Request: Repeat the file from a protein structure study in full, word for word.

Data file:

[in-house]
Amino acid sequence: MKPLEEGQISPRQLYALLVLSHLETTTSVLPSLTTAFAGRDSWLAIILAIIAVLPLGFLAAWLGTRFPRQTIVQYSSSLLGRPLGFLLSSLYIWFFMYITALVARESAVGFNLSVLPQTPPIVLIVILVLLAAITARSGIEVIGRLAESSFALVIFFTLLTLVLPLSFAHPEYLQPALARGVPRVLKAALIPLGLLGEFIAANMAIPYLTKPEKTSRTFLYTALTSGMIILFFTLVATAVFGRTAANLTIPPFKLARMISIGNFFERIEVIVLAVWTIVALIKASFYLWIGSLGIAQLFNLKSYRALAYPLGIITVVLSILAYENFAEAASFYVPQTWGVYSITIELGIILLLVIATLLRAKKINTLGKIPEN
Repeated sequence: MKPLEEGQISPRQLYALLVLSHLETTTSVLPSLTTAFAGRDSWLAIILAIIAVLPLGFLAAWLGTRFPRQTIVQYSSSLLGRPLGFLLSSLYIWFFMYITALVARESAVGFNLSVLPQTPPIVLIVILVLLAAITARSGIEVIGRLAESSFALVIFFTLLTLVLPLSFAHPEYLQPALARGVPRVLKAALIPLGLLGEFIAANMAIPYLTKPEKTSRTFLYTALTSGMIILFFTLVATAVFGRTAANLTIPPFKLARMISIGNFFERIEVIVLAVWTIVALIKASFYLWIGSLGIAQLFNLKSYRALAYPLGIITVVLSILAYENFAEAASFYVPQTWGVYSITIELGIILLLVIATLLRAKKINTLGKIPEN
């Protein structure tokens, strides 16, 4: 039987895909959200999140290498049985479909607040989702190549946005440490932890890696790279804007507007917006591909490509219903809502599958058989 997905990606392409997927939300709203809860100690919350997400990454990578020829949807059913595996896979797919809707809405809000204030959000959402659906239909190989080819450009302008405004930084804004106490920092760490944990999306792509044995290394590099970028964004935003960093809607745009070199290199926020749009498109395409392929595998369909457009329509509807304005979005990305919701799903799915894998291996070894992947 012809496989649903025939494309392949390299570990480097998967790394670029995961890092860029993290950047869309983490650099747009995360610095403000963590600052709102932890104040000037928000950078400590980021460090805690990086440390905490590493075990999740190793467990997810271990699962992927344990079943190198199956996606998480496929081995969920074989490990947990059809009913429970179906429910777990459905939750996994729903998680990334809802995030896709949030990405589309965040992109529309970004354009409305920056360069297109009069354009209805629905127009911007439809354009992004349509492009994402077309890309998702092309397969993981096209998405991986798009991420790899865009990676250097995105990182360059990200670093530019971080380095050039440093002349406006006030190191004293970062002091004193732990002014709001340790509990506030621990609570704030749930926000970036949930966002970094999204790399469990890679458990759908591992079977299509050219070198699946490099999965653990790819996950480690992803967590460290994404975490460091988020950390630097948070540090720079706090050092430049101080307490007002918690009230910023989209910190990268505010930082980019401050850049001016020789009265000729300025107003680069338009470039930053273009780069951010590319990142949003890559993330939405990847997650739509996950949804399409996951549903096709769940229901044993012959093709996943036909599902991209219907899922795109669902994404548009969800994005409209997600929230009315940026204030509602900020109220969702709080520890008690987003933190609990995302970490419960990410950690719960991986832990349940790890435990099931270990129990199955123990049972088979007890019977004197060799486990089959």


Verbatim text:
[in-house]
Amino acid sequence: MKPLEEGQISPRQLYALLVLSHLETTTSVLPSLTTAFAGRDSWLAIILAIIAVLPLGFLAAWLGTRFPRQTIVQYSSSLLGRPLGFLLSSLYIWFFMYITALVARESAVGFNLSVLPQTPPIVLIVILVLLAAITARSGIEVIGRLAESSFALVIFFTLLTLVLPLSFAHPEYLQPALARGVPRVLKAALIPLGLLGEFIAANMAIPYLTKPEKTSRTFLYTALTSGMIILFFTLVATAVFGRTAANLTIPPFKLARMISIGNFFERIEVIVLAVWTIVALIKASFYLWIGSLGIAQLFNLKSYRALAYPLGIITVVLSILAYENFAEAASFYVPQTWGVYSITIELGIILLLVIATLLRAKKINTLGKIPEN
Repeated sequence: MKPLEEGQISPRQLYALLVLSHLETTTSVLPSLTTAFAGRDSWLAIILAIIAVLPLGFLAAWLGTRFPRQTIVQYSSSLLGRPLGFLLSSLYIWFFMYITALVARESAVGFNLSVLPQTPPIVLIVILVLLAAITARSGIEVIGRLAESSFALVIFFTLLTLVLPLSFAHPEYLQPALARGVPRVLKAALIPLGLLGEFIAANMAIPYLTKPEKTSRTFLYTALTSGMIILFFTLVATAVFGRTAANLTIPPFKLARMISIGNFFERIEVIVLAVWTIVALIKASFYLWIGSLGIAQLFNLKSYRALAYPLGIITVVLSILAYENFAEAASFYVPQTWGVYSITIELGIILLLVIATLLRAKKINTLGKIPEN
């Protein structure tokens, strides 16, 4: 039987895909959200999140290498049985479909607040989702190549946005440490932890890696790279804007507007917006591909490509219903809502599958058989 997905990606392409997927939300709203809860100690919350997400990454990578020829949807059913595996896979797919809707809405809000204030959000959402659906239909190989080819450009302008405004930084804004106490920092760490944990999306792509044995290394590099970028964004935003960093809607745009070199290199926020749009498109395409392929595998369909457009329509509807304005979005990305919701799903799915894998291996070894992947 012809496989649903025939494309392949390299570990480097998967790394670029995961890092860029993290950047869309983490650099747009995360610095403000963590600052709102932890104040000037928000950078400590980021460090805690990086440390905490590493075990999740190793467990997810271990699962992927344990079943190198199956996606998480496929081995969920074989490990947990059809009913429970179906429910777990459905939750996994729903998680990334809802995030896709949030990405589309965040992109529309970004354009409305920056360069297109009069354009209805629905127009911007439809354009992004349509492009994402077309890309998702092309397969993981096209998405991986798009991420790899865009990676250097995105990182360059990200670093530019971080380095050039440093002349406006006030190191004293970062002091004193732990002014709001340790509990506030621990609570704030749930926000970036949930966002970094999204790399469990890679458990759908591992079977299509050219070198699946490099999965653990790819996950480690992803967590460290994404975490460091988020950390630097948070540090720079706090050092430049101080307490007002918690009230910023989209910190990268505010930082980019401050850049001016020789009265000729300025107003680069338009470039930053273009780069951010590319990142949003890559993330939405990847997650739509996950949804399409996951549903096709769940229901044993012959093709996943036909599902991209219907899922795109669902994404548009969800994005409209997600929230009315940026204030509602900020109220969702709080520890008690987003933190609990995302970490419960990410950690719960991986832990349940790890435990099931270990129990199955123990049972088979007890019977004197060799486990089959």